How is that for dealing with Airbus.
The Italians, and Leonardo, would be better off dealing with the British, even if they leave the EU.

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Dassault can be rather arrogant and difficult to deal with.
But they have good reason ( and vast experience ), and at least you know what you are getting involved with.

Airbus, on the other hand, is partnered with the Italian Leonardo in ATR.
For years Leonardo wanted to develop a 100 seat regional jet successor to the ATR-42/72 range of turboprops, while Airbus always stalled them, saying the market wasn't ready, or non-existent. Leonardo was even thinking of developing it on their own, or with another partner.
Fast forward two years, and Airbus does an end-run around Leonardo by buying into our Canadian Bombardier C-series. Which happen to be 100 ( and up ) seat regional jets, added to their Airbus range as the 220, and completely locking Leonardo out of the regional market.( that's what the 'R' in ATR stands for )
How is that for dealing with Airbus.
The Italians, and Leonardo, would be better off dealing with the British, even if they leave the EU.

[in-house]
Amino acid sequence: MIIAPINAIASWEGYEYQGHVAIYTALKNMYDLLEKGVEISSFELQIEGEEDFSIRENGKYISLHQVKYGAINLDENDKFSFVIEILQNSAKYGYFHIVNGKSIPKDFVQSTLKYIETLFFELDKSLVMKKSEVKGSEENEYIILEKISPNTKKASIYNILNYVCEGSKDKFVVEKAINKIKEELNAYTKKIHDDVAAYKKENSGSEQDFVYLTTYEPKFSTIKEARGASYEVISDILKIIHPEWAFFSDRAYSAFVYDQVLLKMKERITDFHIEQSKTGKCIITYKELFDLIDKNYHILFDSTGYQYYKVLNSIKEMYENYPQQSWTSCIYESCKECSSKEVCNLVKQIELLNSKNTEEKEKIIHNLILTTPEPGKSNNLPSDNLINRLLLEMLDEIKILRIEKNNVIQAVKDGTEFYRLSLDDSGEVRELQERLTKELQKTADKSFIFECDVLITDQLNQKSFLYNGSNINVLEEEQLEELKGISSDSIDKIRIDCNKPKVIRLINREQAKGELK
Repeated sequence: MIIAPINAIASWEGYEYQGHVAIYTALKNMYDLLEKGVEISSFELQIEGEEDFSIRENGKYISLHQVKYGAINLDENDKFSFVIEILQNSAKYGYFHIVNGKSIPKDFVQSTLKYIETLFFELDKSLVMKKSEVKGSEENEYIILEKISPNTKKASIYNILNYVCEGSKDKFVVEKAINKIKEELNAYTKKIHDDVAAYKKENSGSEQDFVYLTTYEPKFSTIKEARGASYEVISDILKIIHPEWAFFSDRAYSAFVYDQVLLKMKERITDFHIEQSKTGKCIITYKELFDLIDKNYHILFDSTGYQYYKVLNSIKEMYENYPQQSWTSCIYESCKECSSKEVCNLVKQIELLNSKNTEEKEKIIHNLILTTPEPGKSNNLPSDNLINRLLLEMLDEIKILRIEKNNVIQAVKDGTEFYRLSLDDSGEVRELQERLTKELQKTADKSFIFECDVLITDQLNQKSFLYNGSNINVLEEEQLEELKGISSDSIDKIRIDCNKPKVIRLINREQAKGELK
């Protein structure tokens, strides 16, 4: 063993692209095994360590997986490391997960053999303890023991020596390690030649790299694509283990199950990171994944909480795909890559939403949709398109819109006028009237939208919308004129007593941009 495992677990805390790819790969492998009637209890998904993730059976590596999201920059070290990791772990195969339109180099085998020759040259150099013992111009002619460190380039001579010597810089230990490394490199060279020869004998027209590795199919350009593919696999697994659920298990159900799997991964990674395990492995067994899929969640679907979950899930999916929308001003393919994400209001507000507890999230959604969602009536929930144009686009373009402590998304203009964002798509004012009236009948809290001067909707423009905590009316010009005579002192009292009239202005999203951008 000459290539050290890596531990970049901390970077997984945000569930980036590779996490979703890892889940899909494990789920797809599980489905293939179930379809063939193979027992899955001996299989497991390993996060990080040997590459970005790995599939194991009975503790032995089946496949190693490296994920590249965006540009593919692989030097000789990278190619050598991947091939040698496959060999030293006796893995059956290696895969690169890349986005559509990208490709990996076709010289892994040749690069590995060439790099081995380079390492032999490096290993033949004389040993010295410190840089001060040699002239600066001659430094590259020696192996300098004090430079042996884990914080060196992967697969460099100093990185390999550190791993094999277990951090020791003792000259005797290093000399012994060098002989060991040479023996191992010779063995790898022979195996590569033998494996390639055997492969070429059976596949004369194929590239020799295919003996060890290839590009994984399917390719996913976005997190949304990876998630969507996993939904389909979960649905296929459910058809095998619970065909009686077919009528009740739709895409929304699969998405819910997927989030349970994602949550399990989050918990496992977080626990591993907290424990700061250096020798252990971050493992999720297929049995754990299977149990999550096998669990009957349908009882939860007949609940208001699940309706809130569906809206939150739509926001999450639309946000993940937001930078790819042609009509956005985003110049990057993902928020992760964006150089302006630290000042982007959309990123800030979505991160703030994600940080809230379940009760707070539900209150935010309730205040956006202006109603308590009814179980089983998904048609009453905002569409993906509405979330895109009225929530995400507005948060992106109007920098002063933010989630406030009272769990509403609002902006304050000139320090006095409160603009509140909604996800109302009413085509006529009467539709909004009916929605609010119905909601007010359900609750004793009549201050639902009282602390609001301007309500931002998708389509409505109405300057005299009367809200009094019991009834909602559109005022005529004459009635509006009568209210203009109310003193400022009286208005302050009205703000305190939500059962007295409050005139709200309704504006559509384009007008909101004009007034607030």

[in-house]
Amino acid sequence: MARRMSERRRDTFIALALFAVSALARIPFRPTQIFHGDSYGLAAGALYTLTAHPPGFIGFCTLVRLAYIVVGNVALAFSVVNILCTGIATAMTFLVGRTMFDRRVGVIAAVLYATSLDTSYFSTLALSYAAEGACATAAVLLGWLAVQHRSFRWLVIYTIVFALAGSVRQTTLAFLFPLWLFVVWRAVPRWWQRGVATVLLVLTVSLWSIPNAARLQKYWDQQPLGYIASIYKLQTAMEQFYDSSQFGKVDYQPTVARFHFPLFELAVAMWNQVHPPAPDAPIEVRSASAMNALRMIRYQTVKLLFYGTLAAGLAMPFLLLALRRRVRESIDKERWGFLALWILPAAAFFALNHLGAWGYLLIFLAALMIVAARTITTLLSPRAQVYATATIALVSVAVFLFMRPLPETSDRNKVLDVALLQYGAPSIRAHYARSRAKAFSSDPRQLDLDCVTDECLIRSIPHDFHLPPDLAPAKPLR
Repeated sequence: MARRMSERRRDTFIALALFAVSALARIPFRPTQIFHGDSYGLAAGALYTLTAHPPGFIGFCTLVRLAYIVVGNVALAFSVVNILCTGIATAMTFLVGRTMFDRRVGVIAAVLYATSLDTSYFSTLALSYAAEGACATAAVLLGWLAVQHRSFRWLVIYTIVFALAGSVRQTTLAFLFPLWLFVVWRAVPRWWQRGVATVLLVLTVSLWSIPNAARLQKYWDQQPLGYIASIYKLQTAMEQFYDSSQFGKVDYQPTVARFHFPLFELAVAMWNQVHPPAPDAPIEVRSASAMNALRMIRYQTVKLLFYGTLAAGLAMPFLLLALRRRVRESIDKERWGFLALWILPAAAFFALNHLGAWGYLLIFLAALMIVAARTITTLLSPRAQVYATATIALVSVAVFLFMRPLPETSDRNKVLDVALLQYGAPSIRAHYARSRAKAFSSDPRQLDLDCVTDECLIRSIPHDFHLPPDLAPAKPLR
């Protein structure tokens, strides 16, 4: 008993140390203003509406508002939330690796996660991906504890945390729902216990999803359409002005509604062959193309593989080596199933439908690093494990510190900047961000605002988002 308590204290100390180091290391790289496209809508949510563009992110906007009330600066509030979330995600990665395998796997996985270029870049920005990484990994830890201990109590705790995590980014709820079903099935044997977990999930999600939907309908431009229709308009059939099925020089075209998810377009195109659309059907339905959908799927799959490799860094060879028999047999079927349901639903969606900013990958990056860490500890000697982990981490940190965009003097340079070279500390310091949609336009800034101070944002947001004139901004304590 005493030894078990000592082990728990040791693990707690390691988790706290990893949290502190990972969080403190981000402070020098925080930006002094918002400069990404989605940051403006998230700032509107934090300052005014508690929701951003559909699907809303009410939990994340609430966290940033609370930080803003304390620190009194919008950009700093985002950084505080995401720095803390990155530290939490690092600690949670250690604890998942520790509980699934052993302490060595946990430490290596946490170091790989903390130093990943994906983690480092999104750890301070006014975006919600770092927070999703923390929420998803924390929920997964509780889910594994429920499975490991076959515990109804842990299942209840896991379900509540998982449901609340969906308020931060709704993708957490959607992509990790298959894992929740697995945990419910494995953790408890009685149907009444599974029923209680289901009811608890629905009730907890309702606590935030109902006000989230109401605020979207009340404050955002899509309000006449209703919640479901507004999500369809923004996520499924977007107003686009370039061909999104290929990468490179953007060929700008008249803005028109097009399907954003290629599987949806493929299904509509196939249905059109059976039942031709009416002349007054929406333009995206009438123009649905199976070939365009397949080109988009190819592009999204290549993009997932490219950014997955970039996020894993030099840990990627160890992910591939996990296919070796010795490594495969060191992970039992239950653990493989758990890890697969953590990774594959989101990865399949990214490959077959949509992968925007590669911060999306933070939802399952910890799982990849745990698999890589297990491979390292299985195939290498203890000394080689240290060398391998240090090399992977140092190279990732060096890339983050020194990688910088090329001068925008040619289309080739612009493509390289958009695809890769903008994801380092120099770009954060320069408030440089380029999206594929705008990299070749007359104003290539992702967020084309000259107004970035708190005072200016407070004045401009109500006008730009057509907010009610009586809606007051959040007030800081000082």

Absolutely, problem is Brexit there or better the mess they are doing of it.
Until it will not be clear the legal framework in which such a deal would operate, no concrete commitment would start.

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Dassault can be rather arrogant and difficult to deal with.
But they have good reason ( and vast experience ), and at least you know what you are getting involved with.

Airbus, on the other hand, is partnered with the Italian Leonardo in ATR.
For years Leonardo wanted to develop a 100 seat regional jet successor to the ATR-42/72 range of turboprops, while Airbus always stalled them, saying the market wasn't ready, or non-existent. Leonardo was even thinking of developing it on their own, or with another partner.
Fast forward two years, and Airbus does an end-run around Leonardo by buying into our Canadian Bombardier C-series. Which happen to be 100 ( and up ) seat regional jets, added to their Airbus range as the 220, and completely locking Leonardo out of the regional market.( that's what the 'R' in ATR stands for )
How is that for dealing with Airbus.
The Italians, and Leonardo, would be better off dealing with the British, even if they leave the EU.